European Cooperative Movement - Background and Common Denominators
Influenced by the legacy of command economies, the recent agricultural cooperation in Central and Eastern Europe is, compared to EU countries, marked by a different pattern. Based on simplified ownership incentive approach, this paper distinguishes between the fundamental features of communist, post-communist and democratic cooperatives. While in most Central and Eastern Europe there are more production cooperatives than marketing / supplying (secondary) cooperatives, in EU countries the ratio is reversed in favour of the secondary cooperatives. The more common utilisation of secondary cooperatives that enable a vertical integration might be one of many reasons for more competitive agricultural sector in the EU. Based on circumstantial historical evidence, and the influence of internal and external factors, this paper identifies three common steps that form pre-requisites to a successful cooperative development. The paper closes with noting that these three steps might not be directly applicable to the CEEC situation.
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- Timothy W. Guinnane & Ingrid Henriksen, 1997. "Why Danish Credit Co-operatives were so unimportant," Discussion Papers 97-25, University of Copenhagen. Department of Economics.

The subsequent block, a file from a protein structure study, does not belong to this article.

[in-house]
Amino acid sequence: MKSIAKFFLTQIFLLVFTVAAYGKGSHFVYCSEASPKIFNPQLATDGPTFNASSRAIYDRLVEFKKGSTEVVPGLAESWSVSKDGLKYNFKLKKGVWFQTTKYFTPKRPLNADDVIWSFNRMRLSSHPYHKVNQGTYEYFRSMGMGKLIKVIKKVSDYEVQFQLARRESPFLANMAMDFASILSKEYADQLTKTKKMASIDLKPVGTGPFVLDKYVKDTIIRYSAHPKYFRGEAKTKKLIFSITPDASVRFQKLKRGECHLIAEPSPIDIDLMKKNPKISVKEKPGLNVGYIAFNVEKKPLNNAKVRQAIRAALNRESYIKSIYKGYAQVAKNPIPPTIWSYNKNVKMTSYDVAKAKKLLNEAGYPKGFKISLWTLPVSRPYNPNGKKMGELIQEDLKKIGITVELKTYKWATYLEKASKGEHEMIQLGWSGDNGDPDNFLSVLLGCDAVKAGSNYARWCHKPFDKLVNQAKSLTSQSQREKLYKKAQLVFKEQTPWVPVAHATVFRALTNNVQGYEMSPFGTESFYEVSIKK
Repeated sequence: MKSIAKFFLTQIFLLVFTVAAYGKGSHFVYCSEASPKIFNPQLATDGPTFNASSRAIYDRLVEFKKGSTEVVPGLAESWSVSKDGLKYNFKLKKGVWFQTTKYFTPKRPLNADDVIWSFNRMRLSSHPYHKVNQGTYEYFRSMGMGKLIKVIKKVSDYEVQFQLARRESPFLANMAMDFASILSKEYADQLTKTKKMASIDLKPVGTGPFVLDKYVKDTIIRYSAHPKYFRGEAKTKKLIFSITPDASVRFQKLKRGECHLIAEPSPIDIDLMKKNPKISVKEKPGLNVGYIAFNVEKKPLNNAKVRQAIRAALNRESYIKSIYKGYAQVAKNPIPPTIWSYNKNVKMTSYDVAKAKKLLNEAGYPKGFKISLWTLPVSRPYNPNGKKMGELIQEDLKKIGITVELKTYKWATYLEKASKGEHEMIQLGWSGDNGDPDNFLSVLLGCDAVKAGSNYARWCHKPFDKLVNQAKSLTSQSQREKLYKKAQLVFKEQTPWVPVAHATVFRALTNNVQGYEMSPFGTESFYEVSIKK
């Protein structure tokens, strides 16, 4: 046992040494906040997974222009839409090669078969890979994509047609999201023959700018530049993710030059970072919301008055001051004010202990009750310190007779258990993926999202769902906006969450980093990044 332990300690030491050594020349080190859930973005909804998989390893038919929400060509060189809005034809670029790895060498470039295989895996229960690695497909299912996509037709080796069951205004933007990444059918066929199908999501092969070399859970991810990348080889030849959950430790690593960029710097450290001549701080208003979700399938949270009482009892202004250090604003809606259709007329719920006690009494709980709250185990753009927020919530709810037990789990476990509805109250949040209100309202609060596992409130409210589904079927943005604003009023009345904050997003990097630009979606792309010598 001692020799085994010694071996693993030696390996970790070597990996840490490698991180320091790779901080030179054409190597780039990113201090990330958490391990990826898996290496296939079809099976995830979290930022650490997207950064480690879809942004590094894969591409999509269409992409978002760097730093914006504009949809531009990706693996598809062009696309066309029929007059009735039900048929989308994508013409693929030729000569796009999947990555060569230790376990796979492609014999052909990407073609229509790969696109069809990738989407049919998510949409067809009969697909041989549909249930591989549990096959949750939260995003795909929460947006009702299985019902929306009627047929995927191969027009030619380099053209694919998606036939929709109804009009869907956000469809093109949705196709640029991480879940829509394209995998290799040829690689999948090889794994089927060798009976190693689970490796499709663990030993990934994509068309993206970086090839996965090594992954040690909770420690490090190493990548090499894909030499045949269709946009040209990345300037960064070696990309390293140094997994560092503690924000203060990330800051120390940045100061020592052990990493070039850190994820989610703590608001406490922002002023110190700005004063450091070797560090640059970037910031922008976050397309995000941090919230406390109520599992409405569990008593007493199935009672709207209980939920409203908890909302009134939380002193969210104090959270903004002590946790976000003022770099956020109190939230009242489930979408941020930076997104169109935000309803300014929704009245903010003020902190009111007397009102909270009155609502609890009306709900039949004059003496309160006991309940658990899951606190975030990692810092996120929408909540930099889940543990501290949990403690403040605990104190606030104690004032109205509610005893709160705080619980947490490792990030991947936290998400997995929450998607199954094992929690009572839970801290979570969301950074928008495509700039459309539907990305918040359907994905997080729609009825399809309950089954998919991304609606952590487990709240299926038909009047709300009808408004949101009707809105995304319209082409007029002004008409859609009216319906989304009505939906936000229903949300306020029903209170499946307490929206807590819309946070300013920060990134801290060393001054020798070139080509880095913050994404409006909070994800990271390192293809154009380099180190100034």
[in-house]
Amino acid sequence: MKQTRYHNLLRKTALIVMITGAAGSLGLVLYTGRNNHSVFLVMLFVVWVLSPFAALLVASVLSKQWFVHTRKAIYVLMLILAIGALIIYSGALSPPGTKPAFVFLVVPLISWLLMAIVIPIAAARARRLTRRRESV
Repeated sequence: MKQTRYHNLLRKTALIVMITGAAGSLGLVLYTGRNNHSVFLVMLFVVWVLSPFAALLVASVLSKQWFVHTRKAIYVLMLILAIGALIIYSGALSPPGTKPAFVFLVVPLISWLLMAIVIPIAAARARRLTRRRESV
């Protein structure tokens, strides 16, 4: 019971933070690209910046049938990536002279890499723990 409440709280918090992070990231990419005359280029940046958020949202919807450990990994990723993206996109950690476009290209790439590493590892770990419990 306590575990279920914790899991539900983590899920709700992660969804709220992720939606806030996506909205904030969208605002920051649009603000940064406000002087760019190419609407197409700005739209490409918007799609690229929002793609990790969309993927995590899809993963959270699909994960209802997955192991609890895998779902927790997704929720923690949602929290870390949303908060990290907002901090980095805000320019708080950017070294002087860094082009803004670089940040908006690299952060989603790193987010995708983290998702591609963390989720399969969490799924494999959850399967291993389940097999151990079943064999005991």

- Hollis, Aidan & Sweetman, Arthur, 1998. "Microcredit: What can we learn from the past?," World Development, Elsevier, vol. 26(10), pages 1875-1891, October.
- Galassi, Francesco L., 2001. "Measuring social capital: Culture as an explanation of Italy's economic dualism," European Review of Economic History, Cambridge University Press, vol. 5(01), pages 29-59, April.
- Temple, Jonathan, 1998. "Initial Conditions, Social Capital and Growth in Africa," Journal of African Economies, Centre for the Study of African Economies (CSAE), vol. 7(3), pages 309-47, October.
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